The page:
Another local election is in the books — or is it? For the nth consecutive time, questions have been raised about the authenticity of the results — this time because of the sort of error that goes by the name of inexcusable.
What all parties (using that term in the generic, as well as the strictly political, sense) agree on is that the wrong set of early-voting returns were fed into the electronic voting roll countywide. This resulted in challenges to a number of voters who arrived at their polling places on Election Day, having forgone the opportunity to early-vote this time around.
The disagreements that exist are A) on the matter of which set of early-voting records were fed into the system — those of August 2008 or those of the May primary election of this year — and B) on the question of how many voters were affected. Spokespersons for the losing Democratic slate maintain that the number is 5,300; Republicans and spokespersons for the Election Commission insist that the number is much smaller and that the error was corrected before it could affect more than a handful of voters.
The difference is crucial, since a few of the losing candidates were defeated by margins well less than the larger number claimed by the Democrats, who — that being the case — would be well within their rights to litigate and/or call for federal authorities to investigate.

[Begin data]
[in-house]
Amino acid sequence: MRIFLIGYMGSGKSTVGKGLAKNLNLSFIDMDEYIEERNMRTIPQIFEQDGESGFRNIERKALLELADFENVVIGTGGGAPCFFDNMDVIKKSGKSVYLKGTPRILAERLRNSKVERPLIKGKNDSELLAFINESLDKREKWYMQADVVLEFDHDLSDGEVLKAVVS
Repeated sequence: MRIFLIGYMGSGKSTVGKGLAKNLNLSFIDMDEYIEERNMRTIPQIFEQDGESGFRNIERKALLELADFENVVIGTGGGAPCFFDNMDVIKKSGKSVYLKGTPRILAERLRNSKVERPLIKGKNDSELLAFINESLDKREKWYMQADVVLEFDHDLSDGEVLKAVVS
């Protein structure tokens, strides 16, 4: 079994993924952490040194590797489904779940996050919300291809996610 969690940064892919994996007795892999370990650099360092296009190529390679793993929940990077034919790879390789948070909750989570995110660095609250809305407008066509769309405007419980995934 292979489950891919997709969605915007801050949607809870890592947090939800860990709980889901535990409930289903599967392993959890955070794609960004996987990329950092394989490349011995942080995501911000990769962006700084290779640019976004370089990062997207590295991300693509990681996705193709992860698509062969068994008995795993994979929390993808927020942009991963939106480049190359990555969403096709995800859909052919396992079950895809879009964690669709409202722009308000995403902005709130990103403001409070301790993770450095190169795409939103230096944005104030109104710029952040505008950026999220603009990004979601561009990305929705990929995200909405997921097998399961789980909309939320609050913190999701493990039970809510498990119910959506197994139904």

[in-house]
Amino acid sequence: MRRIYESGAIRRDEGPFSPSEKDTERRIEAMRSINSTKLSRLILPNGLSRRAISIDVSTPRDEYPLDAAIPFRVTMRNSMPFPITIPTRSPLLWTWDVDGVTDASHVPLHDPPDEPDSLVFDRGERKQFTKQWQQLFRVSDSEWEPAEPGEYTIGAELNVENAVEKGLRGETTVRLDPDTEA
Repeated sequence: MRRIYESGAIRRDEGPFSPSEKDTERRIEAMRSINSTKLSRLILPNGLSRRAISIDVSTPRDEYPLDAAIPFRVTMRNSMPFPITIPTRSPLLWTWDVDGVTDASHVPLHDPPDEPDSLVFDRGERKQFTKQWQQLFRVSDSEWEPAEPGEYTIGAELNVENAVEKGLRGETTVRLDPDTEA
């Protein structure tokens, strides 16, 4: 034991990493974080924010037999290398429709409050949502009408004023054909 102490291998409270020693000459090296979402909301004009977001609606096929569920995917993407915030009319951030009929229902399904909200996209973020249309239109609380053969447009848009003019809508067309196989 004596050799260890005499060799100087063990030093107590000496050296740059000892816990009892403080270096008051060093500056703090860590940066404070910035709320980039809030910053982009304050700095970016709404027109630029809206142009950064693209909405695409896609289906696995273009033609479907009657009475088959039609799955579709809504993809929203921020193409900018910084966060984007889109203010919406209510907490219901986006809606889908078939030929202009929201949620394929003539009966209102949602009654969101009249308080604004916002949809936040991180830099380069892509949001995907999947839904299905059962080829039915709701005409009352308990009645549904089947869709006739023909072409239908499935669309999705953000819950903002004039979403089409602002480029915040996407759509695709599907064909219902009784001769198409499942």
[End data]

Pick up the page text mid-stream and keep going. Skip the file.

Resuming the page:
We prefer to believe that the Election Commission members and officials, regardless of their party affiliations, are too honorable to engage in hanky-panky. But even in the best-case scenario, somebody committed a titanic screw-up, one which casts into doubt the integrity of the election process. At the very least, the voting public is entitled to know how this flagrant error got committed, what the consequences are to the individual or individuals who committed it, and what concrete steps will be taken to prevent its recurrence in the future.
We are not out for blood, just transparency and accountability.
Fixing the Med
So much political rhetoric has been expended of late on the future of the Regional Medical Center at Memphis that it's a relief to hear from someone whose perspective on the cliff-hanging institution is purely professional. That would be Dr. Reginald Coopwood, who took over the reins of the county's charity hospital and world-class trauma center this year.
Dr. Coopwood related his own vision of the Med's future to Memphis Rotarians on Tuesday, and what it boiled down to was this: For all the well-merited alarms that have been raised about the hospital's precarious sources of funding, the Med's director sees the solution as mainly internal — in the creation of a more efficient institutional model, one which stresses the salability of the Med as a premium care center for paying patients, as well as indigent ones.
To that end, the Med is retrofitting itself in numerous ways, including the provision of private rooms for all patient care. It's a noble vision, and the best thing about it is that responsibility for bringing it about rests on the shoulders of those who actually run the facility.